Don Manuel Garcia is one of the "artisanos" that lives in la Noria. I interviewed him in my home last April, and share some of his story with you here.
Don Manuel lives in the house he was born in on Calle Vega, and has his workshop set up in a small building next to it. At seventy three, he is now an accomplished and respected silversmith. His work has been included in coffee table books on Mexican arts and crafts, and he has represented Oaxaca at international exhibits as a world class filigree artist. But his beginnings were very humble, and his journey has not changed his humble and modest manner.
Don Manuel's parents were "hortelanos" (market gardeners) at a time when la Noria was the remains of an old hacienda that was sold or gifted to the workers when the owner died. What is now an urban neighborhood, was then a fertile garden area that supplied Oaxaca with much of its produce.
At a very early age, Don Manuel realized that school was not meant for him. He found it far too hard and struggled without success. He seemed destined to follow in his parents' footsteps. But even then it was difficult making a living as a "hortelano". So his father told him it was best if he found an "ofico", (occupation) that would provide him a decent living and allow him to succeed. And that "oficio" turned out to be an "orfebre", a silversmith. It was an "ofico" that let Manuel's talent shine through.
He began working with "un maestro" when he was ten. His apprenticeship was one from days gone by, almost zen-like. He learned by watching and by doing whatever "el maestro" asked of him. Often that was watering plants or sweeping the floor the whole day without any guidance at all in working silver. But Don Manuel persisted and learned well. Filagree work has a long tradition in Oaxaca, and Manuel excelled in it. " Everything I do, I do to the best of my ability", he told me, "because my work reflects who I am, in my creations I leave a piece of myself. I love my work and it gives me much satisfaction to know that the work I do, no one else can do the same."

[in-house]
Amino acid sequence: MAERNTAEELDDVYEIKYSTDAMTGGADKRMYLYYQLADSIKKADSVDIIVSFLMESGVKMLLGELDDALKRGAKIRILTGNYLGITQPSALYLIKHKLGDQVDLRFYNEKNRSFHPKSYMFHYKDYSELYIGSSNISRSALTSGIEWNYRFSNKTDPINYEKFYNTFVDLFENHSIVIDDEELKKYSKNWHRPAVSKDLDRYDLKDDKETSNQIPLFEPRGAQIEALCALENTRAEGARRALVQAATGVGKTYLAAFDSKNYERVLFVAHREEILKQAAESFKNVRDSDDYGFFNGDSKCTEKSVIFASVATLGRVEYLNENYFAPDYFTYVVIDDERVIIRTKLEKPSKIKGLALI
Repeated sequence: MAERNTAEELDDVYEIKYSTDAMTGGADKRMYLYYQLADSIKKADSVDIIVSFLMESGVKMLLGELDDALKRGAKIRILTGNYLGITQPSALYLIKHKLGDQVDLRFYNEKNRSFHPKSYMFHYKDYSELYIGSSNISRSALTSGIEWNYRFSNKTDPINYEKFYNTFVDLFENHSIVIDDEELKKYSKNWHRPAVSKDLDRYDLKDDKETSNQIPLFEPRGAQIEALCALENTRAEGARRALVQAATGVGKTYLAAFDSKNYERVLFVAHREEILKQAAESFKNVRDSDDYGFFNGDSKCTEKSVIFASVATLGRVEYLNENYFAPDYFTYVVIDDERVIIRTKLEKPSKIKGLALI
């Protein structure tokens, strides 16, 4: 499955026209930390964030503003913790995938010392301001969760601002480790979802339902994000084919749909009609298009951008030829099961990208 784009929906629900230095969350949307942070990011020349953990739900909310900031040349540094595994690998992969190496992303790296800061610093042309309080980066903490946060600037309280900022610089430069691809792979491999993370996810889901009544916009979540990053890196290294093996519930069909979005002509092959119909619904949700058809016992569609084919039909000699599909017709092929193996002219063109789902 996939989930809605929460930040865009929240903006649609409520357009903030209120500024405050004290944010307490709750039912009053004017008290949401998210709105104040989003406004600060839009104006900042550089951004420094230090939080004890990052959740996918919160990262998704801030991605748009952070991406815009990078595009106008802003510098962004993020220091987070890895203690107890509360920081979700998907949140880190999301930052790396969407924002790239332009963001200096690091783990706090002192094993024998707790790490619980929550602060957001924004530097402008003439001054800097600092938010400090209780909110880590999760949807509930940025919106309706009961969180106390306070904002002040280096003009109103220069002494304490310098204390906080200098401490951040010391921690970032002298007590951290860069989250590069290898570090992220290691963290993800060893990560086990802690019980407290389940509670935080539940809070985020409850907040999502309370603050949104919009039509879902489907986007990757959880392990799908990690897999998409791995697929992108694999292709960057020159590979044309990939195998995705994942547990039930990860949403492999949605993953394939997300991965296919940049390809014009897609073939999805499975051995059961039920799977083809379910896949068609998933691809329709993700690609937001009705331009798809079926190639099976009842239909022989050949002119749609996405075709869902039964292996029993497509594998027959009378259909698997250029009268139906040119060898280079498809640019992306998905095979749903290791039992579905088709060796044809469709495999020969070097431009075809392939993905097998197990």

For Don Manuel, the creative process is a realization of his dreams. "Sometimes when I look at what I have made, I ask myself, how did I do that? When I start to work on a piece, I think about everything, I have to concentrate on what I am doing. When I do that, time does not exist, I don't see the hours pass. All I think about is finishing what I am working on. I think it happens to all of us, we dream something, decide to do it, and begin. Our ancestors also dreamed a lot, and then they gave meaning to those dreams, and in doing this, we are leaving a piece of ourselves in our work ".
Manuel has no desire to sell his most elegant pieces. Although they are quite valuable, he chooses to keep them as a legacy for his children. "When I make special figures in silver, I won't sell them, because they are for my children; one day after I am gone, when someone sees them and asks who made it, they can answer proudly, 'my father did that'".
But just as much as an excellent "orfebre", he is a man who loves his "barrio". "He tratado de sobrevivir el barrio" (I have tried to help the neighborhood survive), he told me. There are so many traditions to safeguard, so much value in working together as a community. He is instrumental in organizing "comparsas", neighborhood celebrations full of music, dancing, food and tradition. Don Manuel also makes"monos de calenda" giant paper mache puppets that are indispensable in any true celebration in Oaxaca. Most of the neighbors participate in providing what is needed to make the "comparsa" a success. "We do it for the kids", he explained, "they are our future. And one day when I am no longer here, someone will say, 'remember Manuel?' And they will, because I left a part of myself behind."
|La comparsa de la Noria - Day of the Dead|
|Don Manuel and his wife|
*** The photo to the right was taken this spring at the public exhibition of photos for the International Day of Art in Oaxaca.